No this isn’t a typo and you did not read this title incorrectly. I really do feel this way. Granted, this is not something that occurred overnight; it’s taken a few years for me to arrive at this place.
I guess that I’m fortunate, with each milestone that I reached: 50, 65, 70–I think that I’ve managed to handle things well. Granted, I saw the signs of age creeping up at a little past 50, and my first gray hair did cause me to pay attention, although I do remember laughing when I found it. My very accomplished hair goddess (as I call her) has always managed things well in this department.
For some reason my most recent birthday, which occurred a few weeks ago when I turned 73 really got me thinking. There are still some things that we can control when it comes to the aging process–staying as fit as possible, keeping our weight in check, and staying aware of the things that add to aging.
What I can’t control is the increase in fine wrinkles around my eyes and lips, and the crepe-like skin that now covers me from head to toe. I guess that perhaps Botox or surgery can help to some degree, but there is much about my body that all the surgery or a tub full of Botox is not going to correct. I exercise regularly, eat well, and have managed to maintain the same weight as when I was in high school even after having 3 kids.
With this, what I have been thinking about lately is my ability to serve my peers and business colleagues as I have for the past 50-plus years. It’s my brain, it’s my ability to offer wise decisions, it’s my stamina. These are the areas that I’m concerned about much more than what’s on the outside. Are the things that aren’t openly visible going to affect my performance? Will I slowly view my referral base diminishing? Will my obvious age cause what could be potential clients to seek out a younger version of me?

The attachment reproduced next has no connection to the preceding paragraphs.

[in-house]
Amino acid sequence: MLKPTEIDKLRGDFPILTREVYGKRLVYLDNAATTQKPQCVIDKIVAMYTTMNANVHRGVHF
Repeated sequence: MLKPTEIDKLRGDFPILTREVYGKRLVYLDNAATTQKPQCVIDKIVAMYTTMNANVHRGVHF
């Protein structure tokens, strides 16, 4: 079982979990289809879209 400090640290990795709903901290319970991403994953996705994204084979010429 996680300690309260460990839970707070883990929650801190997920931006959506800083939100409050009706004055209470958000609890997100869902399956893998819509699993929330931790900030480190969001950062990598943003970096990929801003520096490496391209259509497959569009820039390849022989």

I see age discrimination as a true problem today, where often business and society begin to look at us differently. We all know that discrimination based on age is illegal, but those that practice it are very cautious to handle it with care. I hear some common dialog that is created: “we must downsize”, “we just don’t have the volume of activity to support a team that is this large”, “we’re taking our practice in a new direction and we fear it will be tough for you to conform to these new systems”. Some of these statements “push the envelope”, yet probably would not necessarily be considered discriminatory.
I love what I do–all of it! I still have myself enrolled in several industry- related projects and so far, I’m not seeing any of the effects of aging when it comes to interaction with my colleagues, clients or peers.
I have my kids and husband on alert and had them assure me that any signs they see—any signs–need to be brought to my attention so that I can take proper action and be realistic, as difficult as it might be. And by the way, we are all doing the same for my husband. It’s a tough realization, but one we all must address sooner or later.